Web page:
November 20, 2020 [No.83-2020]
Dr. Nakashima Yutaka,
Adjunct Researcher, Waseda University
Fellow, Chuo University
Executive Officer, Chief Human Resources Officer, Nippon Sheet Glass Co., Ltd.
Japanese Employment System Shifting from “Membership-Type” to “Job-Type” by the Impact of COVID-19
Vol. 3 Why the legacy Japanese Human Resources Management System is shifting to a new system.
In the 1980’s when “made-in-Japan” products dominated commercial markets in the world, the managements of Japanese companies were confident that their unique management system called “Japanese Management” could drive the success. The membership-type employment was one of the features of this unique management system, which developed a mutual surveillance culture to strengthen the self-discipline of the employees. Those who adjusted to such a culture felt they were members of the organization and even were proud of their strength by saying, “Japan as No1”, which was derived from the title of the 1980’s best-selling book.
However, after the “Bubble Economy” crashed in the 1990’s, many Japanese companies suffered from the long declining economy for decades. One of the burdens for them was inflexible legacy HR systems, such as fixed labor costs and strict employment security. On the other hand, more foreign companies, especially in retail and service sectors, started to come to Japan because of deregulation in business. At that time, Japan still seemed to have a huge market as well as growth potential. Those companies are called “Gaishikei (foreign affiliated) Companies” and operated based on their home countries’ HR policy and practices, which is “job-type employment”. Compared to membership-type employment, job-type employment defines each employee’s job and expectations of his/her performance. Although it is difficult to rotate the employees due to the job description, the Gaishikei companies could hold merit increases or even reduce the pay based on the employees’ performances under the new system. They also could reduce the workforce by asking for voluntary retirement in the event that a job became redundant due to the changes in markets and technologies, which was considered a taboo in legacy Japanese companies. This system fit to the economic environment in Japan in a declining economy from the 1990’s to the 2000’s.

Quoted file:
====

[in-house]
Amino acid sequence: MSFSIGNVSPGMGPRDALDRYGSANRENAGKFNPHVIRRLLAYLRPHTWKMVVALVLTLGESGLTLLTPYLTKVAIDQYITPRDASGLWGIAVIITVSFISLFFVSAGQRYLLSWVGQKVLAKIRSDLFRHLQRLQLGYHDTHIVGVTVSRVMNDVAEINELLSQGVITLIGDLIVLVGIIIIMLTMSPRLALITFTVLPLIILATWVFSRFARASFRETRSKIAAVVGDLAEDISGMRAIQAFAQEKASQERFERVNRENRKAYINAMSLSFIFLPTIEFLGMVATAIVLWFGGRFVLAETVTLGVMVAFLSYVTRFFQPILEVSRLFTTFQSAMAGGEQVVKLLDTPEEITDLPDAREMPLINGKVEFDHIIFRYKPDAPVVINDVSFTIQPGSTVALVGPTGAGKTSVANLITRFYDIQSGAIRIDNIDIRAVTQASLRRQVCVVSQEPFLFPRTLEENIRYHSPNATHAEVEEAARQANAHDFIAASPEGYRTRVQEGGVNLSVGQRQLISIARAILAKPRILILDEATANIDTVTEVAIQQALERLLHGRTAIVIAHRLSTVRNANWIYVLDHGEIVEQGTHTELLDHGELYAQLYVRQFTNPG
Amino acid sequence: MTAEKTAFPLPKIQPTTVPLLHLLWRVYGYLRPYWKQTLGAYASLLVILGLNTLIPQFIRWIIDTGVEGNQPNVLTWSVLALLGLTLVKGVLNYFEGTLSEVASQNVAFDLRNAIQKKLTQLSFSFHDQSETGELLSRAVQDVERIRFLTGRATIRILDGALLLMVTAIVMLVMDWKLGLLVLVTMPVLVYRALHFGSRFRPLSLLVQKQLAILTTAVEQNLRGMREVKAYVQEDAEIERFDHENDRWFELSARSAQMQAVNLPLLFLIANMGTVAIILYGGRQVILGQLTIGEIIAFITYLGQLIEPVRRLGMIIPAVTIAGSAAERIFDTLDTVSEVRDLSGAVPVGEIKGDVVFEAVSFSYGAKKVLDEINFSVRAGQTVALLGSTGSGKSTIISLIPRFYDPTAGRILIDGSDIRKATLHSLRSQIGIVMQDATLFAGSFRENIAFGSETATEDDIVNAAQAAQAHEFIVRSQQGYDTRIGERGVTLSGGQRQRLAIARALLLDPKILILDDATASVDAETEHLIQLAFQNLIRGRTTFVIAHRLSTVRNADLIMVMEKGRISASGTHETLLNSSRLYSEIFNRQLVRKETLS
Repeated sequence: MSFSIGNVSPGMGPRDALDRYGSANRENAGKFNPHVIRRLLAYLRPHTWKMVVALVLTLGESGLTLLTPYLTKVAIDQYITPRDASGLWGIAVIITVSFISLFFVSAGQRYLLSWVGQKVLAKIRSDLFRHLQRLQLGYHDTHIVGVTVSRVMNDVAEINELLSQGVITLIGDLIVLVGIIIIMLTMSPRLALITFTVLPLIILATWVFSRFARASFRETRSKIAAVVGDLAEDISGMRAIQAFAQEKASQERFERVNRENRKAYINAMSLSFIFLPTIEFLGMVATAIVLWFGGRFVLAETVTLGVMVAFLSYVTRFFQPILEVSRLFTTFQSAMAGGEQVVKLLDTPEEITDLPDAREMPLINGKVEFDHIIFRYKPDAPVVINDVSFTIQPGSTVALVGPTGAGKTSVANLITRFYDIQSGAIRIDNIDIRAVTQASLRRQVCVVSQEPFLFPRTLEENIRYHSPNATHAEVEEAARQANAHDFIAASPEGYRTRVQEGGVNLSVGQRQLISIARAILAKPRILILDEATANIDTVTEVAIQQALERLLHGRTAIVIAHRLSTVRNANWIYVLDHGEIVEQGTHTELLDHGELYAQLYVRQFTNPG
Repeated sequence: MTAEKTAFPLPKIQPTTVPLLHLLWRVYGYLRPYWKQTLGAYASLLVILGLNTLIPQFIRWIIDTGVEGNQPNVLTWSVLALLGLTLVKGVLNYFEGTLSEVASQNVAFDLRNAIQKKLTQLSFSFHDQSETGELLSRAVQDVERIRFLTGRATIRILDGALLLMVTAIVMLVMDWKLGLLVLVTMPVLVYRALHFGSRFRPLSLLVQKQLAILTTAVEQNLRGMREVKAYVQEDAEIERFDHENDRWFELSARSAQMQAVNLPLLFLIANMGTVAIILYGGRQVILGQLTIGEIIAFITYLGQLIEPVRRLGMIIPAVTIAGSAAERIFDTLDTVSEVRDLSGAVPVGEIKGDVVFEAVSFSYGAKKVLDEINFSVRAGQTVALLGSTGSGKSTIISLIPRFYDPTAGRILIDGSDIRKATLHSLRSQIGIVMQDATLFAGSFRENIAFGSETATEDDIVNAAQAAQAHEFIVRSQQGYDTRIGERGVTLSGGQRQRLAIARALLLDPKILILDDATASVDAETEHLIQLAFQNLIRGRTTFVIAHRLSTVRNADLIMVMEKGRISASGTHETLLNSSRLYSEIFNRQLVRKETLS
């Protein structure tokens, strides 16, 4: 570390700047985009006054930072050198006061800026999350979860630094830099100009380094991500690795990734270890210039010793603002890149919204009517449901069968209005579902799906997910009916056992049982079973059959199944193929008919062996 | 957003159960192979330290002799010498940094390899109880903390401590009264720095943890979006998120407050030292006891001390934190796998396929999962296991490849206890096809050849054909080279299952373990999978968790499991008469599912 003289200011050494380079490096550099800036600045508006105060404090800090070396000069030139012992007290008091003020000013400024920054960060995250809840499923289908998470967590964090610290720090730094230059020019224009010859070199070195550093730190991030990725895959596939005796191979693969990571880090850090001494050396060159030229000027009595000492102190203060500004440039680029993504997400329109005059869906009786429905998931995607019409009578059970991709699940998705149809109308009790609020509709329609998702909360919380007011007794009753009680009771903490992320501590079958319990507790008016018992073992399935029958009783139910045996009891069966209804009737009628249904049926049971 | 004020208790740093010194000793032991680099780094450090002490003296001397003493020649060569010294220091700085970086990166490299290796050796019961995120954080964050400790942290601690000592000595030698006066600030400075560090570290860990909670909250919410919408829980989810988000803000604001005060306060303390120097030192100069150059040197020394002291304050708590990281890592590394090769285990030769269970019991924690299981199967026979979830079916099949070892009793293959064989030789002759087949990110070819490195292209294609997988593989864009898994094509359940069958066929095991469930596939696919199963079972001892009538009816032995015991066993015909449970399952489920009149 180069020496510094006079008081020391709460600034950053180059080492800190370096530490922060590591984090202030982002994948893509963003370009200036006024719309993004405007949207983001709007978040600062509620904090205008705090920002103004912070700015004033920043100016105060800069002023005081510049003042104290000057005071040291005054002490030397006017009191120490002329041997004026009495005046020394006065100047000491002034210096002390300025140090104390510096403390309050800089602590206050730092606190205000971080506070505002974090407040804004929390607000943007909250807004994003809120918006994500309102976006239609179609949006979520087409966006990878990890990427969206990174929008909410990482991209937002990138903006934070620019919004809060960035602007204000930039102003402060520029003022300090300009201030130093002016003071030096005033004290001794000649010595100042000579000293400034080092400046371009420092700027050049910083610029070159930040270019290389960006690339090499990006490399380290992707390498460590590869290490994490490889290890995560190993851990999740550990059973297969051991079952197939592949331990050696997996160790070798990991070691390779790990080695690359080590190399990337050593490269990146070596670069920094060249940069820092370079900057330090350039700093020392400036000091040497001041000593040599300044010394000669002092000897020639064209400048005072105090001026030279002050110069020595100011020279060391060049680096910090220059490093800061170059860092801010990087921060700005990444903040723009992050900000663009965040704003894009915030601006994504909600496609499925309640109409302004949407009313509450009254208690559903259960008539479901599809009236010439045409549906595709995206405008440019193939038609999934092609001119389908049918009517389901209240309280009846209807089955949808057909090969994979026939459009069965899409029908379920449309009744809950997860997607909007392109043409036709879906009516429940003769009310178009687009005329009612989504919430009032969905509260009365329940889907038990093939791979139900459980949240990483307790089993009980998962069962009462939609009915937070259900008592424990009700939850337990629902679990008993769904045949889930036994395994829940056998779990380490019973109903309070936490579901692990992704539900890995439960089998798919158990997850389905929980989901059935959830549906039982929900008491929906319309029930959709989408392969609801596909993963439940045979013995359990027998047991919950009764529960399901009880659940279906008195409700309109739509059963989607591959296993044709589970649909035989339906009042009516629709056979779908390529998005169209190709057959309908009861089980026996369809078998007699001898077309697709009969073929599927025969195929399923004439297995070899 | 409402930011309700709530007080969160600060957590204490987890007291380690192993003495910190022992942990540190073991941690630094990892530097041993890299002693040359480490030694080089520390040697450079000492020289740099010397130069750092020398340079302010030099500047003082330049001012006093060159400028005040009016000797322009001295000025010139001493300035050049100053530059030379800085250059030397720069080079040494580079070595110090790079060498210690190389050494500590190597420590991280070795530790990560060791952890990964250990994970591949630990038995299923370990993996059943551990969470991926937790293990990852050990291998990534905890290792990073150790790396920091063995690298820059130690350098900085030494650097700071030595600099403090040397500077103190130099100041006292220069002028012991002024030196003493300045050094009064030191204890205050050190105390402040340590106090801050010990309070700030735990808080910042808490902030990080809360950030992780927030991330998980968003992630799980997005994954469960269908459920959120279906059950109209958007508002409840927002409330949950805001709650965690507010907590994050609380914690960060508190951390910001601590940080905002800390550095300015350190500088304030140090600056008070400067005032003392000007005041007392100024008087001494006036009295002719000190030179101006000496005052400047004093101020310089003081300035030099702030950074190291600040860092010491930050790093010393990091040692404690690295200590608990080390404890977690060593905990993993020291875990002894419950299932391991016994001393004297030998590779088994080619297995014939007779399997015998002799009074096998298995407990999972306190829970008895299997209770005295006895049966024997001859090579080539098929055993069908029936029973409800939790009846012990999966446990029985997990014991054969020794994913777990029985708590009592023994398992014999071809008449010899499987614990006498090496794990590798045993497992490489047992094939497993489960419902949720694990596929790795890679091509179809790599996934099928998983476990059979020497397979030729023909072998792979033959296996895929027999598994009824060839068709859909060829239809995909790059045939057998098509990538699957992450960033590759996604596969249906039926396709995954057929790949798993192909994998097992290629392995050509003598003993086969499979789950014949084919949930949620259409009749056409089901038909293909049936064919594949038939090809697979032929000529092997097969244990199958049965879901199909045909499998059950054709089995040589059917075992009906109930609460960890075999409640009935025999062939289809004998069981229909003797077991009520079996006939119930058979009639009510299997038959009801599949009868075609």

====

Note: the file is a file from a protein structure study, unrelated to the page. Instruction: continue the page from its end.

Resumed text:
Since then, the job-type employment has been spreading in Japan. Not only Gaishikei companies but also some Japanese companies, especially, those extending their operation globally, have started to shift their HR systems. With such shifts, the employees in Japan have started to be aware of their careers, and, once they find they do not like the management styles, cultures, personal relationships with bosses, etc., they decide to move to other companies. The employees, especially, younger generation ones, become more independent, and individualistic. They no longer accept the mutual surveillance culture, nor membership-type employment.
COVID-19 has accelerated the shift. Many companies have asked the employees to stay at home to work. Since communication between managers and subordinates is limited through on-line contact, the supervision from managers needs to be minimized. Work itself, as well as its work style, becomes more independent. The employees feel less that they are a part of the team and are less devoted to their workplaces than before. Therefore, the companies need to start to define each employee’s job and set clear performance goals to manage employees working remotely. As the results of these changes, maintaining membership-type employment becomes difficult even in traditional Japanese companies where, as you can imagine, increasing the transaction costs in the organizations are inevitable. To prepare for a future working environment with COVID-19, Japanese companies are now considering if they should change their legacy HR system, or explore opportunities for staying with the legacy system by using technologies, etc. to increase their efficiencies.
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